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NP with Bipolar: Can I Do This?

I am thinking about returning to school to pursue an advanced nursing degree. I'm currently knocking out pre-reqs and have applied to volunteer at a local hospital.

The issue is that I have bipolar disorder, and sleep deprivation is a major trigger for me. I'm trying to figure out if this is something I can realistically and heathfully do. My pdoc is not optimistic.

My current plan is to apply to nursing school in the fall. I would graduate with a BSN in 3 years. After the BSN, I would like to work part-time as an RN while I study for the MSN (likely 2-3 more years). My goal is to work part-time as a nurse practitioner (not sure on speciality, but have an interest in women's and mental health).

I understand that most new grad nurses work nights at first, usually 3 12-hour shifts/week. I also understand that many NPs that work in the hospital setting work some grueling hours. I don't think I'd handle that well.

My question is whether I can attend nursing school, complete clinicals, and work PT without compromising my mental health? Do you think I can stick to days and less demanding outpatient settings? I think that my pdoc is projecting her med school experience onto nursing school in telling me that this will be too demanding/require prolongued sleep deprivation. I also know that some people work and go to school FT, sacrificing sleep in the process. My question is: if I make sleep a priority, is this realistic?

Thanks so much for any advice.

pixierose, BSN, RN

Specializes in ED, psych. Has 3 years experience.

I think, with a good support system and with appropriate management in place to maintain yourself ... you can do it!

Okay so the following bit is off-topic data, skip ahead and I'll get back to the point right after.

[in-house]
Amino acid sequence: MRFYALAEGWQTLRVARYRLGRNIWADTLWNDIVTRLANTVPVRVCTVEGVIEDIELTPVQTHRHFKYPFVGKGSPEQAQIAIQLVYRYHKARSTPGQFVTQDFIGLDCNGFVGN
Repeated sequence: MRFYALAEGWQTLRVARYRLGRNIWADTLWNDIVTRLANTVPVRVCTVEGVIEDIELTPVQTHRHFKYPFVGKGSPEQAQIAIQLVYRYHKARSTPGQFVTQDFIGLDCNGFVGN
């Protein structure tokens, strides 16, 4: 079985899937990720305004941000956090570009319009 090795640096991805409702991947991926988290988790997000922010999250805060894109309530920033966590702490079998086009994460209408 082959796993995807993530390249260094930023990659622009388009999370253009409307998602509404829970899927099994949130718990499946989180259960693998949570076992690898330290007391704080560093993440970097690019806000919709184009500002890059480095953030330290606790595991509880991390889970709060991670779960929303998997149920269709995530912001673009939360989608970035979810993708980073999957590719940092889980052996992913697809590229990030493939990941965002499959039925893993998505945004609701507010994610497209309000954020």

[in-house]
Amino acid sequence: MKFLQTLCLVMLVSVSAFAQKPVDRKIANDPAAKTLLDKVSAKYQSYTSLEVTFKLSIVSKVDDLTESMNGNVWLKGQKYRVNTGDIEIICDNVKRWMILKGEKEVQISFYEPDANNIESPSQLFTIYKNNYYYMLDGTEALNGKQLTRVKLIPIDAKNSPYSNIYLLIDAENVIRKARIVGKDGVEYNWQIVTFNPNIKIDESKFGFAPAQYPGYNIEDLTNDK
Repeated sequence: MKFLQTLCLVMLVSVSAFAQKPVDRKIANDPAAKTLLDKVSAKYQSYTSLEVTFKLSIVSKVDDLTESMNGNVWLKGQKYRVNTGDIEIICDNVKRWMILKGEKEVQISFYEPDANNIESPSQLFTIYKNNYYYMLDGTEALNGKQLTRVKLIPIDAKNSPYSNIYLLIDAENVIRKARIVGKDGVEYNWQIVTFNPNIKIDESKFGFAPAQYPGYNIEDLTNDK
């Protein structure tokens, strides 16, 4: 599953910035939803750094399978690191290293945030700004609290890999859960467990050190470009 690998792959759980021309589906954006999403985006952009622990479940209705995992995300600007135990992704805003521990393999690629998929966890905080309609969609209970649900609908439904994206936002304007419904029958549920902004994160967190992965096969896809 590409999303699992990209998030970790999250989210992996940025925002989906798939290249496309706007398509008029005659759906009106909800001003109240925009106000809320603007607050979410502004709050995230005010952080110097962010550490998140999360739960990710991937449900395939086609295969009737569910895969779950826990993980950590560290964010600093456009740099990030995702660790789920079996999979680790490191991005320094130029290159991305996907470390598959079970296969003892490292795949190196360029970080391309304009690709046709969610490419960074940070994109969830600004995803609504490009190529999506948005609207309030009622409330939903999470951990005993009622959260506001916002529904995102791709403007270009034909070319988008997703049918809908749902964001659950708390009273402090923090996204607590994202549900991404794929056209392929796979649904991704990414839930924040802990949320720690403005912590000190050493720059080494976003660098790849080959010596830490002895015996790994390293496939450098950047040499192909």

I have bipolar disorder, and just graduated with my BSN. My advice: *take it one step at a time.* Focus on getting into nursing school. Then complete your BSN. Once you graduate, take the next step and get a job. Work for a little while, THEN apply for a graduate degree program.

Sleep is definitely something to consider. It's a trigger for me as well (I get anxious, can't sleep, vicious cycle emerges = mania and/or depression). So, I personally take a medication to sleep at night. I make sure I get my exercise, eat right, and also make sure I get outside (nature always is a happy experience *for me*). In other words, I definitely make sure I get my "me time." I need to take care of myself first. Whatever your "me time" is, and whatever you found that works for you, don't give it up. I am also very lucky; my potential job opportunities are days/evenings. I'm doing this on purpose. However, it may be something you can't avoid.

However, that's 3 years from now for you. You're a different person than you were 3 years ago, I'm sure, so whatever may trigger you now may be very well controlled by then. Focusing on one step at a time can help you.

As for your doctor, don't let her experiences interfere with your own. However, look deep inside yourself: what makes her say that? If you truly believe it's her displacing her own experiences, find a new psychiatrist. This actually happened to me; my psych was doing the same thing (however, she also referred me to a shaman as well :no: . She thought maybe my manic episodes was me being "super sensitive to the beyond," but that's a different story entirely!)

My new(er) psych lady is awesome, and incredibly supportive.

Good luck with whatever you decide!

Edited by pixierose

traumaRUs, MSN, APRN, CNS

Specializes in Nephrology, Cardiology, ER, ICU. Has 27 years experience.

Moved to prenursing forum


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